• *

    All P < 0.001.

Temper outbursts, tantrums0.910.00−0.15
Disobedient, rebellious, sassy0.90−0.14−0.03
Hot or short tempered, low boiling point0.830.05−0.13
Stubborn, strong willed0.76−0.09−0.09
Trouble with authorities and school, visits to principals office0.70−0.340.33
Acting without thinking, impulsive0.69−0.040.25
Tendency to be or act irrational0.650.120.13
Trouble seeing things from someone else's point of view0.460.180.17
Anxious, worrying−0.220.950.03
Sad or blue, depressed, unhappy−0.040.94−0.10
Low opinion of myself−0.180.890.08
Nervous, fidgety0.040.740.09
Moody, ups and downs0.250.70−0.05
Unpopular with other children−0.080.450.34
Overall a poor student, slow learner−0.05−0.120.88
Not achieving up to potential0.00−0.010.85
Trouble with mathematics or numbers−0.19−0.010.76
Concentration problems, easily distracted0.140.200.58
Inattentive, daydreaming0.110.270.54
Trouble with stick to it-tiveness0.150.220.54
Initial eigenvalues10.221.981.72
Eigenvalues after rotation8.508.206.40
Variance explained (%)46.459.007.81
Component correlations*
Heritability ± standard error*0.52 ± 0.130.55 ± 0.120.33 ± 0.12

The PEDSTATS program was used to evaluate the genotypes for non-Mendelian inheritance in the families and to ensure that all SNPs were in Hardy–Weinberg equilibrium [Wigginton and Abecasis, 2005], The number of informative relative pairs available for the analyses of the WURS scores was as follows: 206 parent–child, 171 sibling, five half-sibling, 31 cousin, 104 avuncular, and 35 grandparent–grandchild. We used UNPHASED v.3.0.10 to perform all association analyses of the ten DAT1 variants and the quantitative WURS scores with covariate adjustment for age (all measures) and sex (impulsivity and inattention only) based on the results of the heritability analyses [Dudbridge, 2003, 2008]. We consider the allelic association test of the WURS total score in the 87 families to be our primary statistical analysis, with further analysis of the three correlated factors intended to refine the associations with respect to specificity for particular ADHD features. The 98 BD cases and controls served as an independent sample for replication. Since UNPHASED can accommodate familial and unrelated individuals simultaneously, we also performed a combined analysis of all families, cases, and controls for the one SNP in intron 8 (rs27048) that was found to be independently associated in both samples. We performed 1,000–10,000 permutations with UNPHASED for all analyses to estimate the empirical significance of our results.


Association analyses of the ten DAT1 SNPs in the family sample identified significant associations for three SNPs with the WURS total score, as shown in Table II. The A allele of rs27048 in intron 8 was found to be strongly associated with higher WURS total scores (P = 0.007), while the T allele of rs2550936 in intron 9 and the G allele of rs11133767 in intron 13 revealed more moderate associations (P < 0.05). To assess the specificity of DAT1 SNPs for particular ADHD features, we evaluated association with the three WURS factors. The A allele of rs27048 in intron 8 was found to be moderately associated with higher inattention scores (P = 0.031). The T allele of rs2550936 in intron 9 and the G allele of rs11133767 in intron 13 were both strongly associated with higher mood scores (P = 0.009 and 0.004, respectively), with rs2550936 revealing moderate associations with higher impulsivity and inattention scores (P < 0.05).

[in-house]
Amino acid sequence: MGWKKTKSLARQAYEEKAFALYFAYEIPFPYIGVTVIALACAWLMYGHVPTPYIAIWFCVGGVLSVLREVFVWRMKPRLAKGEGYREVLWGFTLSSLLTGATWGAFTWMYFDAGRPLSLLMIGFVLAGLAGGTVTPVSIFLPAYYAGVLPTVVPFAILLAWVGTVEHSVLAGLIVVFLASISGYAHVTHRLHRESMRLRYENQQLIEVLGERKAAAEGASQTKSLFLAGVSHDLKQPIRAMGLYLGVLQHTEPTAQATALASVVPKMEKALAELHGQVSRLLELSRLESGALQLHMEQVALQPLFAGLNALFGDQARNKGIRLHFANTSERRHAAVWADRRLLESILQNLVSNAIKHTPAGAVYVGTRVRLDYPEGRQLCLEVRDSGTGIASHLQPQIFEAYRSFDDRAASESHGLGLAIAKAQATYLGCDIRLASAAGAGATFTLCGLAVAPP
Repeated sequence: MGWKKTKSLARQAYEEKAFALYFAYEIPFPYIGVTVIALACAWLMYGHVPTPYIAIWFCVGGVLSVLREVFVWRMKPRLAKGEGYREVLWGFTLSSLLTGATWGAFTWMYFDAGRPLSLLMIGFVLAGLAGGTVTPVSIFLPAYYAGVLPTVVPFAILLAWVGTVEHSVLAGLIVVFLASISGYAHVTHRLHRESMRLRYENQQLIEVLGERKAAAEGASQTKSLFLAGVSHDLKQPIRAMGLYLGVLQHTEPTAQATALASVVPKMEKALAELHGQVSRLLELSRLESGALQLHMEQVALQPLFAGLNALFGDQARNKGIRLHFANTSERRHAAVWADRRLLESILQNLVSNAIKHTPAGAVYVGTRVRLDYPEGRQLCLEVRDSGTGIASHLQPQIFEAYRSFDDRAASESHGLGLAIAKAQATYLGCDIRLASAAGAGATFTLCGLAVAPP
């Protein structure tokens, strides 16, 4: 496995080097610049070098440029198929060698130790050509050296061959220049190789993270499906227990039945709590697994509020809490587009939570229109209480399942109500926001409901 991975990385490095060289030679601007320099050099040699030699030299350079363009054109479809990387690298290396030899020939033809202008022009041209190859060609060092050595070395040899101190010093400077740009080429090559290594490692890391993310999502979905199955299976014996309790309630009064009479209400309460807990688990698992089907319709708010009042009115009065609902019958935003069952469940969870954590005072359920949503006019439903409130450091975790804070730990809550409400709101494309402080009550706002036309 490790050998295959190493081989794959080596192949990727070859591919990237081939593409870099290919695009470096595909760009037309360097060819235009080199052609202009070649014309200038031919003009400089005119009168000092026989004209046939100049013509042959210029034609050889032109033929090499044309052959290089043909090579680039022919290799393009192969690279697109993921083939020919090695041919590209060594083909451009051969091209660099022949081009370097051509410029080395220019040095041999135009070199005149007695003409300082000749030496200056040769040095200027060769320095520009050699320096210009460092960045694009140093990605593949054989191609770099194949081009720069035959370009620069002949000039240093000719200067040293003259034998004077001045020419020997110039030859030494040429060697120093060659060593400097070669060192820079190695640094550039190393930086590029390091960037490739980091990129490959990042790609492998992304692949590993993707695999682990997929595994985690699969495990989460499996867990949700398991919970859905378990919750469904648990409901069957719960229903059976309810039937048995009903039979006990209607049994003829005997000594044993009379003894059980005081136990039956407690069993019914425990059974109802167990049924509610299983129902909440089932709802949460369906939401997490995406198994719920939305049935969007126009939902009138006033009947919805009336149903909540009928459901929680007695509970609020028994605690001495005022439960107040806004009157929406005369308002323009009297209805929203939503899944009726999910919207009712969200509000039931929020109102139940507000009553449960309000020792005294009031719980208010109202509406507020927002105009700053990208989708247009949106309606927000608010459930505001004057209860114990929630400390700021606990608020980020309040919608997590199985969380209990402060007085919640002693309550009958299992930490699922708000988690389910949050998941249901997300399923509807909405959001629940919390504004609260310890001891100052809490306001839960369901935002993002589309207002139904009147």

Table II. Association Results Expressed as Empirical P values for the Ten DAT1 Variants in the 87 Families
SNP IDPosition (bp)AllelesMAFWURS TotalImpulsivityMoodInattention
  1. SNP positions are listed according to dbSNP Build 31. Alleles are listed with the major allele first. MAF indicates the minor allele frequency. All analyses showing at least nominal significance (P < 0.05) are indicated in bold. Alleles associated with higher WURS scores are shown in parentheses.

rs270481,465,645A/G0.470.007 (A)0.1410.1600.031 (A)
rs25509361464,256T/G0.270.039 (T)0.042 (T)0.009 (T)0.046 (T)
rs111337671454,580G/A0.320.016 (G)0.0920.004 (G)0.081

Analysis of the independent case–control sample revealed a strong association for the A allele of rs27048 in intron 8 with higher mood scores (P = 0.005) and more moderate associations with the total and impulsivity scores (P < 0.05), as shown in Table III. No other association observed in the family sample was replicated in the case–control sample. Based on these observations, we performed a combined analysis of rs27048 in the family and case–control samples. This analysis produced even stronger associations with the total score (P = 0.002), impulsivity (P = 0.007), and mood (P = 8 × 10−4) than were seen in either sample individually, all in the same direction as the previously observed associations.

Table III. Association Results Expressed as Empirical P Values for the DAT1 intron 8 SNP (rs27048) in the Family, Independent Case–Control, and Combined Samples
 WURS TotalImpulsivityMoodInattention
  1. The A allele was associated with higher WURS scores in each sample. All analyses showing at least nominal significance (P < 0.05) indicated in bold.

Combined0.0020.0078 × 10−40.059